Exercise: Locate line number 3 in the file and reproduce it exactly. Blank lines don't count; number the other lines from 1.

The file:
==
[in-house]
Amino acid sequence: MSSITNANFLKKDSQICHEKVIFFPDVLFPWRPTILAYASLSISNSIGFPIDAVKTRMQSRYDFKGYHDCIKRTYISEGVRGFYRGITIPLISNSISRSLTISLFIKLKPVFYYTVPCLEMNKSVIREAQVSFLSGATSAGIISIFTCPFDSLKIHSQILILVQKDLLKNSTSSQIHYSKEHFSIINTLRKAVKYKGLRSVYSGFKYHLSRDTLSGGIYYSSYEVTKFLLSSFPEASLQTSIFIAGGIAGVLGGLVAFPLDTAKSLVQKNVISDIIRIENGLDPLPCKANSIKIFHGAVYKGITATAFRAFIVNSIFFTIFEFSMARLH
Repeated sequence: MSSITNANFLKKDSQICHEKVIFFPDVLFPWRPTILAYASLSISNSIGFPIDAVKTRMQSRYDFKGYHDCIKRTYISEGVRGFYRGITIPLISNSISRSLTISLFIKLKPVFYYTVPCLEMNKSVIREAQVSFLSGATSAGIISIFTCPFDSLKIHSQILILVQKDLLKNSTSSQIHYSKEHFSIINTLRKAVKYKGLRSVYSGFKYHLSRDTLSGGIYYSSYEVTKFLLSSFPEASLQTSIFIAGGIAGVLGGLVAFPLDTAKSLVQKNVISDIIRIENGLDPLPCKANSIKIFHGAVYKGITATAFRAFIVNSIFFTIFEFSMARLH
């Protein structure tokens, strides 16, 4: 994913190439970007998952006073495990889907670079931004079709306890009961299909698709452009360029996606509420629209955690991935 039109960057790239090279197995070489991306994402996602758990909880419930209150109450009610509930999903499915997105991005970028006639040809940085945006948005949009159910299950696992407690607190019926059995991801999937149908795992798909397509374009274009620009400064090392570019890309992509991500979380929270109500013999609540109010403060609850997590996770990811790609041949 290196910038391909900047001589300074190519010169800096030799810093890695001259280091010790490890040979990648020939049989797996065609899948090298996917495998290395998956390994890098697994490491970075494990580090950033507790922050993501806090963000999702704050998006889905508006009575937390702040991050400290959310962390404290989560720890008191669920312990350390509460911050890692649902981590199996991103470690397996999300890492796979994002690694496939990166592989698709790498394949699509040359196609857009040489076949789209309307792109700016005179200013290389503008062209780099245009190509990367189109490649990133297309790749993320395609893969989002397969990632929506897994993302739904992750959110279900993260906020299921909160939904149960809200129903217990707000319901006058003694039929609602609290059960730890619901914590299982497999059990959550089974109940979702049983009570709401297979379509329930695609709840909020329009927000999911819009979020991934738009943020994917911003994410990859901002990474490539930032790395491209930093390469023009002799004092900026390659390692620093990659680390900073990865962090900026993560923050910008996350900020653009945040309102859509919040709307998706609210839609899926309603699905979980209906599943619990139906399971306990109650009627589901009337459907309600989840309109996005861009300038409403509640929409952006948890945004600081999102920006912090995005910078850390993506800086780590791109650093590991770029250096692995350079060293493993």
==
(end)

Repeated sequence: MSSITNANFLKKDSQICHEKVIFFPDVLFPWRPTILAYASLSISNSIGFPIDAVKTRMQSRYDFKGYHDCIKRTYISEGVRGFYRGITIPLISNSISRSLTISLFIKLKPVFYYTVPCLEMNKSVIREAQVSFLSGATSAGIISIFTCPFDSLKIHSQILILVQKDLLKNSTSSQIHYSKEHFSIINTLRKAVKYKGLRSVYSGFKYHLSRDTLSGGIYYSSYEVTKFLLSSFPEASLQTSIFIAGGIAGVLGGLVAFPLDTAKSLVQKNVISDIIRIENGLDPLPCKANSIKIFHGAVYKGITATAFRAFIVNSIFFTIFEFSMARLH